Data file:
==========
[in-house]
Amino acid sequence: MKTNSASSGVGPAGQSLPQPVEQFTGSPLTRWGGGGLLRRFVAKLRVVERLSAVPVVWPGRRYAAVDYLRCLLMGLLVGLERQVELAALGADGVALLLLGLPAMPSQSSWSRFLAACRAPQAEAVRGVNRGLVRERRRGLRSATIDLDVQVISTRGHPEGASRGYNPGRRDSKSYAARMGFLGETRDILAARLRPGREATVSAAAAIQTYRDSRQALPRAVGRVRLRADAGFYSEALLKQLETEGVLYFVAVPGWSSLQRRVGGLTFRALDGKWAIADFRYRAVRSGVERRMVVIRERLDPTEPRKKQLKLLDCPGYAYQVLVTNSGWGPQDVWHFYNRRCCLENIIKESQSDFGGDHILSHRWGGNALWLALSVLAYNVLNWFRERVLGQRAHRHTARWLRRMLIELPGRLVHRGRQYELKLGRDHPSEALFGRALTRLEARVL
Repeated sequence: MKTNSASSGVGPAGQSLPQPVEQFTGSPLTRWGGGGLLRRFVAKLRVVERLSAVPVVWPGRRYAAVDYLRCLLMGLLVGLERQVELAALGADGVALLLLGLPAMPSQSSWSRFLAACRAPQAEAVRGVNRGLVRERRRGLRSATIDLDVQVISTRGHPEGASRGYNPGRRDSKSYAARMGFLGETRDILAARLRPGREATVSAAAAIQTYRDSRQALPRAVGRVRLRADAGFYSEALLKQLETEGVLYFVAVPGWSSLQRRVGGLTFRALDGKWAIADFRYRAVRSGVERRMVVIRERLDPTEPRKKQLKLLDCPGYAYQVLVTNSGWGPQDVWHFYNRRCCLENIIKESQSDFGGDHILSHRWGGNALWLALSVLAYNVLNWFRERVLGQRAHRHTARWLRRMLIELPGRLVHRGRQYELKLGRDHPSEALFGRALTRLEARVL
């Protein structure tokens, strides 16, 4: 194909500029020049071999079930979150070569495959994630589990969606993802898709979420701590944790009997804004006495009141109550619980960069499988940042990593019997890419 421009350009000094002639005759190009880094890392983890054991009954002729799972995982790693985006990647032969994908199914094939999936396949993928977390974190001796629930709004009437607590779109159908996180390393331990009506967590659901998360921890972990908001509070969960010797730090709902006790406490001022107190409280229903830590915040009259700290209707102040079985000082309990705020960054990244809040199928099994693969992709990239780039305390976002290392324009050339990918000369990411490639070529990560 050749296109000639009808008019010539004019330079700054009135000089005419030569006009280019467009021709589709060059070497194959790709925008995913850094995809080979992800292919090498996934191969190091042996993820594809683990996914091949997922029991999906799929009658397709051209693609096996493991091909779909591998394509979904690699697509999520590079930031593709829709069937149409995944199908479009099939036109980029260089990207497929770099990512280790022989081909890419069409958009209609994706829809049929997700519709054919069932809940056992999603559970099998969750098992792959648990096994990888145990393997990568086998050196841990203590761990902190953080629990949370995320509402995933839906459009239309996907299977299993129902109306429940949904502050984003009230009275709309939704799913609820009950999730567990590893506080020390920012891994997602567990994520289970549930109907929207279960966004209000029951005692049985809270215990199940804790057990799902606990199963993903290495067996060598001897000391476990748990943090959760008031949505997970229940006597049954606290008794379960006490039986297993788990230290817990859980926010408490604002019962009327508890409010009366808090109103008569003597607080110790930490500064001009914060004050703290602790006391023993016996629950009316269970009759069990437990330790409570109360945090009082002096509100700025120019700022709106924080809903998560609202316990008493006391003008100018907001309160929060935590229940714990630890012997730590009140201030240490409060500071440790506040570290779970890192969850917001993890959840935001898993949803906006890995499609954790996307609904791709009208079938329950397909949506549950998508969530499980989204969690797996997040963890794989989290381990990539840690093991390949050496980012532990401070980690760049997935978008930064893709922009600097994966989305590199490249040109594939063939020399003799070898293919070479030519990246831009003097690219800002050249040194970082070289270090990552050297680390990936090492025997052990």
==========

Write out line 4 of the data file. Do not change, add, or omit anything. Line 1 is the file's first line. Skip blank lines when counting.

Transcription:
């Protein structure tokens, strides 16, 4: 194909500029020049071999079930979150070569495959994630589990969606993802898709979420701590944790009997804004006495009141109550619980960069499988940042990593019997890419 421009350009000094002639005759190009880094890392983890054991009954002729799972995982790693985006990647032969994908199914094939999936396949993928977390974190001796629930709004009437607590779109159908996180390393331990009506967590659901998360921890972990908001509070969960010797730090709902006790406490001022107190409280229903830590915040009259700290209707102040079985000082309990705020960054990244809040199928099994693969992709990239780039305390976002290392324009050339990918000369990411490639070529990560 050749296109000639009808008019010539004019330079700054009135000089005419030569006009280019467009021709589709060059070497194959790709925008995913850094995809080979992800292919090498996934191969190091042996993820594809683990996914091949997922029991999906799929009658397709051209693609096996493991091909779909591998394509979904690699697509999520590079930031593709829709069937149409995944199908479009099939036109980029260089990207497929770099990512280790022989081909890419069409958009209609994706829809049929997700519709054919069932809940056992999603559970099998969750098992792959648990096994990888145990393997990568086998050196841990203590761990902190953080629990949370995320509402995933839906459009239309996907299977299993129902109306429940949904502050984003009230009275709309939704799913609820009950999730567990590893506080020390920012891994997602567990994520289970549930109907929207279960966004209000029951005692049985809270215990199940804790057990799902606990199963993903290495067996060598001897000391476990748990943090959760008031949505997970229940006597049954606290008794379960006490039986297993788990230290817990859980926010408490604002019962009327508890409010009366808090109103008569003597607080110790930490500064001009914060004050703290602790006391023993016996629950009316269970009759069990437990330790409570109360945090009082002096509100700025120019700022709106924080809903998560609202316990008493006391003008100018907001309160929060935590229940714990630890012997730590009140201030240490409060500071440790506040570290779970890192969850917001993890959840935001898993949803906006890995499609954790996307609904791709009208079938329950397909949506549950998508969530499980989204969690797996997040963890794989989290381990990539840690093991390949050496980012532990401070980690760049997935978008930064893709922009600097994966989305590199490249040109594939063939020399003799070898293919070479030519990246831009003097690219800002050249040194970082070289270090990552050297680390990936090492025997052990």